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Full text of "The Note Books Of Samuel Butler"

354                        Death

the earlier existence, to bar personal identity wand prevent us
from seeeing the corpse as alive and a continuation of the man
from whom it was developed, though having tastes and other
characteristics very different from those it had while it was
a man.

From this point of view there is no such thing as death—
I mean no such thing as the death which we have commonly
conceived of hitherto. A man is much more alive when he is
what we call alive than when he is what we call dead ; but
no matter how much he is alive, he is still in part dead, and
no matter how much he is dead, he is still in part alive, and
his corpse-hood is connected with his living body-hood by
gradations which even at the moment of death are ordinarily
subtle ; and the corpse does not forget the living body more
completely than the living body has forgotten a thousand or a
hundred thousand of its own previous states; so that we should
see the corpse as a person, of greatly and abruptly changed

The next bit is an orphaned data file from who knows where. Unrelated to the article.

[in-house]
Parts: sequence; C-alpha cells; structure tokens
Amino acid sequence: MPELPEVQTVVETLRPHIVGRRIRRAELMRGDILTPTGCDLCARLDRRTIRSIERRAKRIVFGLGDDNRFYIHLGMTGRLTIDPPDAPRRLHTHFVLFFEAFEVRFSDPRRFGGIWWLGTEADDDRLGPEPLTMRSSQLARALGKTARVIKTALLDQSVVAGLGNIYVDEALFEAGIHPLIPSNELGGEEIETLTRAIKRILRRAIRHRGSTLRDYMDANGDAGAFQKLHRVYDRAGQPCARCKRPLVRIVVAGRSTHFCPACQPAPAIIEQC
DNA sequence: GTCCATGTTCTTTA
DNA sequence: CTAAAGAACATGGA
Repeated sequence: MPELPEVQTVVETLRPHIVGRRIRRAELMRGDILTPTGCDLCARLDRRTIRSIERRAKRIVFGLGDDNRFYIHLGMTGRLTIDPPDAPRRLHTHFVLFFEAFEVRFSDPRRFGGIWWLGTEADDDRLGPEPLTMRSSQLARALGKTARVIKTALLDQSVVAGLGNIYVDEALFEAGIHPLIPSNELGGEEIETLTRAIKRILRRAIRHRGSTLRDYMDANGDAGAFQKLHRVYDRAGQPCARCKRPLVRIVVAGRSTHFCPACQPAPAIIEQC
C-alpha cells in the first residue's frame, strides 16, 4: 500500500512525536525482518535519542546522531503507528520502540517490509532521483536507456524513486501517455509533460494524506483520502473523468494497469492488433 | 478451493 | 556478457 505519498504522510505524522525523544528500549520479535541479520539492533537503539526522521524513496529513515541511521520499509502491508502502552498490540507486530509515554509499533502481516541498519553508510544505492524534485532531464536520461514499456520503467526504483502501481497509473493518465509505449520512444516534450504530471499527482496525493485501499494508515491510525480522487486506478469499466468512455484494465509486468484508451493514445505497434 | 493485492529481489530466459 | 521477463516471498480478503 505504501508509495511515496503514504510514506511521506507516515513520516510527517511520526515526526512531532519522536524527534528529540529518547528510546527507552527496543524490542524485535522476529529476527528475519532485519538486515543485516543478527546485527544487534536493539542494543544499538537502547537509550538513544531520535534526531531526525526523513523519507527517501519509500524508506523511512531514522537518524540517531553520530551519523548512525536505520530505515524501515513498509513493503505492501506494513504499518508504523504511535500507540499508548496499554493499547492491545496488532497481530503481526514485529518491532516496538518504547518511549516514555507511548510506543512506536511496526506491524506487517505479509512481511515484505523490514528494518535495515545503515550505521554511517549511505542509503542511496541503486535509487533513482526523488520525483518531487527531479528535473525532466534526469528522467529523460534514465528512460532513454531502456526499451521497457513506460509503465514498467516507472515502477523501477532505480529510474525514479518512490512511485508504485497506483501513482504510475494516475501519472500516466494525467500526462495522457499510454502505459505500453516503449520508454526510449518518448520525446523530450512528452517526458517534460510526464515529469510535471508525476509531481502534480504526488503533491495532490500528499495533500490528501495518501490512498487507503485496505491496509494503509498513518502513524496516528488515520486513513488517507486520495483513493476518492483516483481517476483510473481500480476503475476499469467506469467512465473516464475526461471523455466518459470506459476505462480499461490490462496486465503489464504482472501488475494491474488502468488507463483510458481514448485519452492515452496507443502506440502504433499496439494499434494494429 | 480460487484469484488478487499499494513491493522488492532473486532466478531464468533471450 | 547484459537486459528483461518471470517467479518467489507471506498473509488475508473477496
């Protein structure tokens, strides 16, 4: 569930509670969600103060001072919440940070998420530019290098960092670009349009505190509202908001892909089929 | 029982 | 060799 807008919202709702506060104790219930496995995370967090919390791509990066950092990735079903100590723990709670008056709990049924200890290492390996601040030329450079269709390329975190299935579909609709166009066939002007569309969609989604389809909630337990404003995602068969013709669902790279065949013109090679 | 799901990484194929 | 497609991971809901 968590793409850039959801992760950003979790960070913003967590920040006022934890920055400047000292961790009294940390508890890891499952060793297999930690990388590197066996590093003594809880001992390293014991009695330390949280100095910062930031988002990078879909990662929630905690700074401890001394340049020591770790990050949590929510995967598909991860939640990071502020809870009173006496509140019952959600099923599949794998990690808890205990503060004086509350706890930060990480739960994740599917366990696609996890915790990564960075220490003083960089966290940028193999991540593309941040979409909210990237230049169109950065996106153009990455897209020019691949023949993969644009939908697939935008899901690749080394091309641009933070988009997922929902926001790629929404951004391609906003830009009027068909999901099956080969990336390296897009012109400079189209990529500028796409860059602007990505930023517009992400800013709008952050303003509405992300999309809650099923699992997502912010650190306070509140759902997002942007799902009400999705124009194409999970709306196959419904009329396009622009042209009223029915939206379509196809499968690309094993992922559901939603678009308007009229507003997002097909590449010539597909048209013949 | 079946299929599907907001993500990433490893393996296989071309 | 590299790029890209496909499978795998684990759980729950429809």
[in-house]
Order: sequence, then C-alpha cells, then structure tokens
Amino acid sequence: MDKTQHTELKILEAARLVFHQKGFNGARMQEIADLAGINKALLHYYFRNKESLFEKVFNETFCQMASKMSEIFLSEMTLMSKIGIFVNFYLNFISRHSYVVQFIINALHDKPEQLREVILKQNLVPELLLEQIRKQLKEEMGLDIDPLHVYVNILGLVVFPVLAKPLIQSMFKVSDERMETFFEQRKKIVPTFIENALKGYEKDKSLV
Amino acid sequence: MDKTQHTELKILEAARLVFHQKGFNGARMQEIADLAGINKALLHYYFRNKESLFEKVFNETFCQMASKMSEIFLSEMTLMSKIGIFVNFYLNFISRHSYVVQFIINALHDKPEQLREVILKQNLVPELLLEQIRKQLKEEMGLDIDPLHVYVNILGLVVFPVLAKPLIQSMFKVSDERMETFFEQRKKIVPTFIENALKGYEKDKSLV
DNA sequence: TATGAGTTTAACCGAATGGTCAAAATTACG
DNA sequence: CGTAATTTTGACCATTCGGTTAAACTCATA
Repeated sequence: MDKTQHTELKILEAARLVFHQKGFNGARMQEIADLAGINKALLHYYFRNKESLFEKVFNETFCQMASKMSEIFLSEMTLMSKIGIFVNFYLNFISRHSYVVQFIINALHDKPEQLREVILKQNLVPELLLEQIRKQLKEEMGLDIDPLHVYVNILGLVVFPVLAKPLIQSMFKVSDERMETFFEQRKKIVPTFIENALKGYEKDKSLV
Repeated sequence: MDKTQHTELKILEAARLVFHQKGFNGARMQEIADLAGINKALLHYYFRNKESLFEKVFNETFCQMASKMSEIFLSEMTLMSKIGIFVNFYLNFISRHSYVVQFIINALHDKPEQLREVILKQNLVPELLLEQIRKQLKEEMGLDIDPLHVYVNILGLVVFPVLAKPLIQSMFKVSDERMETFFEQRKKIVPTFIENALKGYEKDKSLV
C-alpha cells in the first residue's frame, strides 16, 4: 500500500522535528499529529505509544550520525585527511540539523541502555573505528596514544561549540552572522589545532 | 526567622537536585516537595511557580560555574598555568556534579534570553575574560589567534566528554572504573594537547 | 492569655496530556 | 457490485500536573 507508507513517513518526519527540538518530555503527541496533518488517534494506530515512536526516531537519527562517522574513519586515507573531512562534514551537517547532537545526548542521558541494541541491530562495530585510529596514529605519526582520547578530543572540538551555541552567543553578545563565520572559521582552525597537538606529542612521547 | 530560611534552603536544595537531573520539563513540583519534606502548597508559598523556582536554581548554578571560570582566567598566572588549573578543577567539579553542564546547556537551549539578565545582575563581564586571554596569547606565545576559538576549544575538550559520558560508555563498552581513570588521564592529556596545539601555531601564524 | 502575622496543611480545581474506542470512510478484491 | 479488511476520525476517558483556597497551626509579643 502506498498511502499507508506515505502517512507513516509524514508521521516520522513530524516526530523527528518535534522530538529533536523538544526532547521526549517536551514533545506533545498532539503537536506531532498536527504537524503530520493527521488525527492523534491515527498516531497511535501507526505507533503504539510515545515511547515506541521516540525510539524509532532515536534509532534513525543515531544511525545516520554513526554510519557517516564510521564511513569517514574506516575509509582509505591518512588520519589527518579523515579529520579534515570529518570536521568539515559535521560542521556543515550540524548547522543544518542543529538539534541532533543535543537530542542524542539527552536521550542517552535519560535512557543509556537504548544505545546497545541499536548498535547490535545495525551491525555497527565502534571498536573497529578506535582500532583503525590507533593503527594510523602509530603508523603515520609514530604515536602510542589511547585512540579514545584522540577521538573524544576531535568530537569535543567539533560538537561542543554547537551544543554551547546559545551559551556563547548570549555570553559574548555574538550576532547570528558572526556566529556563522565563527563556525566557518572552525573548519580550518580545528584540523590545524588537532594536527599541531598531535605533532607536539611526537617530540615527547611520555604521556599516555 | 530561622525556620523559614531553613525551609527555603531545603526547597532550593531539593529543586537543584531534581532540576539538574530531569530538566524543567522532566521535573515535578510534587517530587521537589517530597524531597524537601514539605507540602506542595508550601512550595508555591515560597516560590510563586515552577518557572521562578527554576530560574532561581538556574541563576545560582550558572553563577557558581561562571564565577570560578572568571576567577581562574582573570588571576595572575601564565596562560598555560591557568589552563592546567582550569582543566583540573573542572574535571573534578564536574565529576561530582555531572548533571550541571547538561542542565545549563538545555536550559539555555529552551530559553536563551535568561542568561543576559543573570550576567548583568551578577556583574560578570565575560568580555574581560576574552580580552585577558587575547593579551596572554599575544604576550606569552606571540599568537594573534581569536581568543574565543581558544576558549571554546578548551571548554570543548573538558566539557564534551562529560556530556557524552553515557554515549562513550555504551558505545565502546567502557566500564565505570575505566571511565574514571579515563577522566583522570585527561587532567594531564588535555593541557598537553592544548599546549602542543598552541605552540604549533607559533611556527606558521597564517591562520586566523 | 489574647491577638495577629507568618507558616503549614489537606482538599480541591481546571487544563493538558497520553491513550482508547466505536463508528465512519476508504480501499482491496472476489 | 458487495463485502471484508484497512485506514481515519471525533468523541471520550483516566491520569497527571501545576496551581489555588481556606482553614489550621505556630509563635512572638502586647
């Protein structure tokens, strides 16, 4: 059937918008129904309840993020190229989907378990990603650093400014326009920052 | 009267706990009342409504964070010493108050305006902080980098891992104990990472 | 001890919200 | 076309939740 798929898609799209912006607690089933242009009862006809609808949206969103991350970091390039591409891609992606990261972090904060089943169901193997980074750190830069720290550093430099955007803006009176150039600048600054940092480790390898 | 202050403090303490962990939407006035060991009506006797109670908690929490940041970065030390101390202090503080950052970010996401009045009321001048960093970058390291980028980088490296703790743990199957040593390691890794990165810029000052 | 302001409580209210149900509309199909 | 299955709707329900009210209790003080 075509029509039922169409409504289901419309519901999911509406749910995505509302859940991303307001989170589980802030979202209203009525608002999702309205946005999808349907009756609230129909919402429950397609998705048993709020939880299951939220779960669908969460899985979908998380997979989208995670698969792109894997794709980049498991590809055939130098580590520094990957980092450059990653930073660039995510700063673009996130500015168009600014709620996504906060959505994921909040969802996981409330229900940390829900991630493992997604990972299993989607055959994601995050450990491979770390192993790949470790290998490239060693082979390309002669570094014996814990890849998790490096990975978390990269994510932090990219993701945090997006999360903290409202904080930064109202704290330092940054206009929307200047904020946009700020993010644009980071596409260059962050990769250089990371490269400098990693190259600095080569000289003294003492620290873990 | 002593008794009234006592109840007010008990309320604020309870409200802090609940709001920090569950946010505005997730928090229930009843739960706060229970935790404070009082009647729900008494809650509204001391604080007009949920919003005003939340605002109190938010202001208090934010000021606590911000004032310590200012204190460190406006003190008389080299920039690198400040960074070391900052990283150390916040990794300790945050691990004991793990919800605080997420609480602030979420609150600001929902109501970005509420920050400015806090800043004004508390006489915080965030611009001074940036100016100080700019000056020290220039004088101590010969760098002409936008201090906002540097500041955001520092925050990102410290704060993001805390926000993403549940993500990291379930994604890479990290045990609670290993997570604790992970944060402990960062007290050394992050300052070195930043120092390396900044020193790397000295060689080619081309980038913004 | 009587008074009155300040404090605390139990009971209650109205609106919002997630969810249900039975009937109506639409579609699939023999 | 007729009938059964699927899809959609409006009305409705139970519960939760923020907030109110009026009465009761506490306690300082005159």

habits it is true, but still of habits of some sort, for hair and
nails continue to grow after death, and with an individuality
which is as much identical with that of the person from whom
it has arisen as this person was with himself as an embryo of a
week old, or indeed more so.

If we have identity between the embryo and the octogen-
arian, we must have it also between the octogenarian and the
corpse, and do away with death except as a rather striking
change of thought and habit, greater indeed in degree than,
but still, in kind, substantially the same as any of the changes
which we have experienced from moment to moment through-
out that fragment of existence which we commonly call our
life; so that in sober seriousness there is no such thing as
absolute death, just as there is no such thing as absolute
life.

Either this, or we must keep death at the expense of
personal identity, and deny identity between any two states
which present considerable differences and neither of which
has any fore-knowledge of, or recollection of the other. In
this case, if there be death at all, it is some one else who dies
and not we, because while we are alive we are not dead, and as
soon as we are dead we are no longer ourselves.

So that it comes in the end to this, that either there is no
such thing as death at all, or else that, if there is, it is some one